NEASC president urges more flexibility in evaluating distance education, clarification on how the faculty role is defined in statute to enable new approaches to competency-based education to take hold, and support for greater experimentation in quality assurance.
Washington, DC—January 24, 2018—The nation’s regional accreditors play an important role in encouraging innovation in higher education. In recent years, the nation’s regional accreditors have embraced distance education, competency-based education, and dual-enrollment programs for high school students that further open higher education to new populations. Now, through EQUIP, accreditors are expanding to boot camps and a wider range of third-party providers.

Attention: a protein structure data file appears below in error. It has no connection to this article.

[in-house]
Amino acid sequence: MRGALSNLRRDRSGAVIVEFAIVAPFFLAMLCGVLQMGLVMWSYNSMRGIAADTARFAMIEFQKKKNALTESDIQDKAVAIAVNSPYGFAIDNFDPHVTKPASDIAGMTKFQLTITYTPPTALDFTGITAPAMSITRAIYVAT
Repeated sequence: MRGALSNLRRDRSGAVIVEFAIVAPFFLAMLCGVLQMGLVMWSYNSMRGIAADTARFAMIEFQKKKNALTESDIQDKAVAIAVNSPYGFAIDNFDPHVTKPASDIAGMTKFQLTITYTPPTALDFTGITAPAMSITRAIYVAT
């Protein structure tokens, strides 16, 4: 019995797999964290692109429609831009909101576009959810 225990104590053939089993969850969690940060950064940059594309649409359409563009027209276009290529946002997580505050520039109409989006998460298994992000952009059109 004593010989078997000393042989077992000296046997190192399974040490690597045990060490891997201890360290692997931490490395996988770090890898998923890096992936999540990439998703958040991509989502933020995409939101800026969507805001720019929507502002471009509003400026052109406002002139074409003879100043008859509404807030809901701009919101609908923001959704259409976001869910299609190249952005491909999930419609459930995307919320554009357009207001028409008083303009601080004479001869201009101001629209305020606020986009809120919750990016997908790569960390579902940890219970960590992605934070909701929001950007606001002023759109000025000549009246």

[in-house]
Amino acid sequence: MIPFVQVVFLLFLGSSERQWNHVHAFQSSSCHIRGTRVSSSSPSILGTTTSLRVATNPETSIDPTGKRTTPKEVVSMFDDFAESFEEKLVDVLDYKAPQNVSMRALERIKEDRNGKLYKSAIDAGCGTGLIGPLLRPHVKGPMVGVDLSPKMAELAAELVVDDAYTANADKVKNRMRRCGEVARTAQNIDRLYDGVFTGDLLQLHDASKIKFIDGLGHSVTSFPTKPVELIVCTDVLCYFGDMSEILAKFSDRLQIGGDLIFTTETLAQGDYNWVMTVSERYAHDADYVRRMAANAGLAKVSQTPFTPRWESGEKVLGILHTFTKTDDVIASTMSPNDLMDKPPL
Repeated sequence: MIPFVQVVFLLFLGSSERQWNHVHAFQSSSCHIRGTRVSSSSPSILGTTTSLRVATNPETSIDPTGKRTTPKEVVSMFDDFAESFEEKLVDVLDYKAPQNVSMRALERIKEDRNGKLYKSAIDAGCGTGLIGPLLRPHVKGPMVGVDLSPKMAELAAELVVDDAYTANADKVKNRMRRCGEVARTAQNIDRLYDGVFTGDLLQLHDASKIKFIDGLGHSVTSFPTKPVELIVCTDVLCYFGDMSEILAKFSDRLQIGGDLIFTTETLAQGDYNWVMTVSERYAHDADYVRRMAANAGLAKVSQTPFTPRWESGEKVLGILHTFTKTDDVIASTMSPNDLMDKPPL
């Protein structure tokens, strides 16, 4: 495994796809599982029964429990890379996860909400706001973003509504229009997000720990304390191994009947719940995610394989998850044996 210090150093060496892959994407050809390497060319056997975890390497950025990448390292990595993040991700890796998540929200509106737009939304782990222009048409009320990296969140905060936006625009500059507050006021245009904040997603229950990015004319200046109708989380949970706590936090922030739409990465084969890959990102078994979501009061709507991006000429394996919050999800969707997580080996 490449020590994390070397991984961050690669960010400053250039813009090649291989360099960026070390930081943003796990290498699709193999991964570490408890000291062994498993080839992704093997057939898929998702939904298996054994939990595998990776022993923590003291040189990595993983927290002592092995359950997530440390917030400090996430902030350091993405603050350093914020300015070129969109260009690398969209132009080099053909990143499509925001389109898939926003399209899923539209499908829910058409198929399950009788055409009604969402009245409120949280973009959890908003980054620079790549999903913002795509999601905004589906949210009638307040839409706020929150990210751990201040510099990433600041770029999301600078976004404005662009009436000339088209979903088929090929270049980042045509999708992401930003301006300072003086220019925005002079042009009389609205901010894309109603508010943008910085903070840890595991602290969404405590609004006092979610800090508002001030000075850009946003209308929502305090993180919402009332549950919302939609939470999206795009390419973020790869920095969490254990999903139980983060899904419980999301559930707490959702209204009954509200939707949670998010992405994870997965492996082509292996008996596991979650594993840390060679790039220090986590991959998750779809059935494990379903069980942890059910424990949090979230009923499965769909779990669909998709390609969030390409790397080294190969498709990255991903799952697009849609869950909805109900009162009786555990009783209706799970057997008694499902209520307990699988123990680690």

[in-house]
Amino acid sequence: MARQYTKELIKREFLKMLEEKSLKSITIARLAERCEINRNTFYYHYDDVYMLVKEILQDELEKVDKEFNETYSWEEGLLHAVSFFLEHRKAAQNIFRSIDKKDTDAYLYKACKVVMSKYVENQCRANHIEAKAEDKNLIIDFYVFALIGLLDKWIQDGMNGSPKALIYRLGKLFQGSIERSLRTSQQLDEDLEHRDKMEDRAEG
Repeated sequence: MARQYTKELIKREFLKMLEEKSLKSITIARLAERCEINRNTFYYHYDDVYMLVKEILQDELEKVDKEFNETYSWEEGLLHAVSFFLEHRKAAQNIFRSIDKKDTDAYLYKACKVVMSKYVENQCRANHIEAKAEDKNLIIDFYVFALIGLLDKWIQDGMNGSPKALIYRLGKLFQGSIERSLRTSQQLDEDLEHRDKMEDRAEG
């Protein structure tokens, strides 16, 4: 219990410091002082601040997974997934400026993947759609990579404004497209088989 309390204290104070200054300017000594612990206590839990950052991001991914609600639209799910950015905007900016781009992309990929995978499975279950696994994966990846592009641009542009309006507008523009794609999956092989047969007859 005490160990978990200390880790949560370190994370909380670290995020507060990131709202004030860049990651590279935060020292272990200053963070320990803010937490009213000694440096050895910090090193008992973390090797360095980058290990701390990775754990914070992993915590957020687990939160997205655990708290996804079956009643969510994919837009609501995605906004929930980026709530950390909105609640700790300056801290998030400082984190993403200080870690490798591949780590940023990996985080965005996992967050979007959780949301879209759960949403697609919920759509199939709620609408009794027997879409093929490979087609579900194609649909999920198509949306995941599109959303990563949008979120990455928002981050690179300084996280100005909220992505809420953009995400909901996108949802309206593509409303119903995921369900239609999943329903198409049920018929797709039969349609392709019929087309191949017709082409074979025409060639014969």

Today, Barbara Brittingham, past chair of the Council of Regional accrediting Commissions (CRAC), testified before the Senate Health, Education, Labor, and Pensions Committee, addressing key issues the Senate will need to address as it begins to develop new legislation to reauthorize the Higher Education Act.
In her testimony, Dr. Brittingham, president of the Commission on Institutions of Higher Education of the New England Association of Schools and Colleges (NEASC), addressed key areas of innovation such as distance education, competency-based education, as well steps Congress could take to allow accreditors additional flexibility to enable expanded innovation in higher education.
To read Dr. Brittingham's full testimony and watch the hearing, please go to this link.